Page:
Two of the areas of enhanced nocturnal proliferation, the rhopalia and stalk base, are in close connection with parts of the CNS. We speculate that this is due to the suggested cell turnover in the CNS mostly being initiated at night where little sensory input needs processing. Still, we do not know whether the labeled S phase cells will successfully finish the cell cycle resulting in their division and subsequent differentiation or whether they stop at the S/G2 phase cell cycle check point for a longer period of time. Even if they continue the cell cycle and differentiate into new nerve cells this process will probably take a few days [35], [36], which means that the coupling we see between proliferation and resting does not necessarily mean that possible change/renewal of the CNS happens at night.

Supporting Information

Figure S1.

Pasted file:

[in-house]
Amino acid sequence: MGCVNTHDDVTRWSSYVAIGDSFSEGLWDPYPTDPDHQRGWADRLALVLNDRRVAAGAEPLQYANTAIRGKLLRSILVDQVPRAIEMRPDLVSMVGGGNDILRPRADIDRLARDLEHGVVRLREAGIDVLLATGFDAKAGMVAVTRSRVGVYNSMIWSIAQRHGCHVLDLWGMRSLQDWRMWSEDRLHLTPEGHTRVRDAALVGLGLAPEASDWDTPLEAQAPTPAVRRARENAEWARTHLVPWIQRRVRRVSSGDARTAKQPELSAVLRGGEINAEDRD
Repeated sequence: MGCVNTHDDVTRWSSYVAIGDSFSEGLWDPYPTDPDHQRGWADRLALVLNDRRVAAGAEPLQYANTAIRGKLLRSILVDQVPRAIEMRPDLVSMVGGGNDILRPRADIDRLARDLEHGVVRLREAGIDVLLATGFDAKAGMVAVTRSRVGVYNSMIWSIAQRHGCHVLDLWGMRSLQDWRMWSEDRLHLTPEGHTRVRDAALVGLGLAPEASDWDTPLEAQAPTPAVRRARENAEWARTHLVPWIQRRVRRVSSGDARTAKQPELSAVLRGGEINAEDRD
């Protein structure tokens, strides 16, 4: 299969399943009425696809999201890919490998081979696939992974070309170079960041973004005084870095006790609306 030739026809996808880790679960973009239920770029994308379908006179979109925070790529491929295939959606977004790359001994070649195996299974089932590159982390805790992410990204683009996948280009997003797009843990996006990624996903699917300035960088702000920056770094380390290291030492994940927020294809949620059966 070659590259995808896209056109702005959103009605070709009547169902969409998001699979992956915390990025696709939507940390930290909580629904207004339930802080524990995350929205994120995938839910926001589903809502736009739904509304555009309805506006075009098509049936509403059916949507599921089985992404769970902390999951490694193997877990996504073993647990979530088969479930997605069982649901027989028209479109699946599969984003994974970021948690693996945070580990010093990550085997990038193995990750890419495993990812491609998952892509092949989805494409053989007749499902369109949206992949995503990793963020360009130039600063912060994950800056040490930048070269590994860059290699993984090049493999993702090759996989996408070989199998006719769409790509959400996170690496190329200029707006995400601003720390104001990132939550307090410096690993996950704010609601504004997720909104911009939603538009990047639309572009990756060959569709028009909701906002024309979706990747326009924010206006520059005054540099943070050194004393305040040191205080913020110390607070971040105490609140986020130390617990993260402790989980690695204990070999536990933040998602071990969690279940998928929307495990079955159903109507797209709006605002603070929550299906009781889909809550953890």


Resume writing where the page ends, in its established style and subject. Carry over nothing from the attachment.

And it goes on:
Top view of proliferation zones during metamorphosis of Tripedalia cystophora polyp. T. cystophora polyp during different stages of metamorphosis stained with DAPI (A′, B′, C′, D′, E′) and S phase cells visualized with EdU (A′′, B′′, C′′, D′′, E′′). (A-A′′′) Non-metamorphosing polyp showing dispersed S phase cells in oral pole, tentacles and body. (B-B′′′) At the beginning of metamorphosis, in the stage of congregating tentacles, the shape of the oral pole is clearly circular (B′). Four proliferation zones can be observed at the bases of the tentacles marking the areas of the forming rhopalia (B′′′). (C-C′′′) The shape of the oral pole has changed into quadrangular (C′) and the proliferation zone is expanding in the developing rhopalia and the area surrounding the mouth (C′′′). (D-D′′′) Proliferation zones still prevail in the rhopalia, which now have developing eyes, and in the area surrounding the mouth (D′′′). (E-E′′′) In the last stage of metamorphosis an additional proliferation zone is observed in the forming manubrium including the gastric filaments. S phase cells are distributed in the bell of the future medusa (E′′′). Scale bar, 300 µm (A) applies to all the pictures.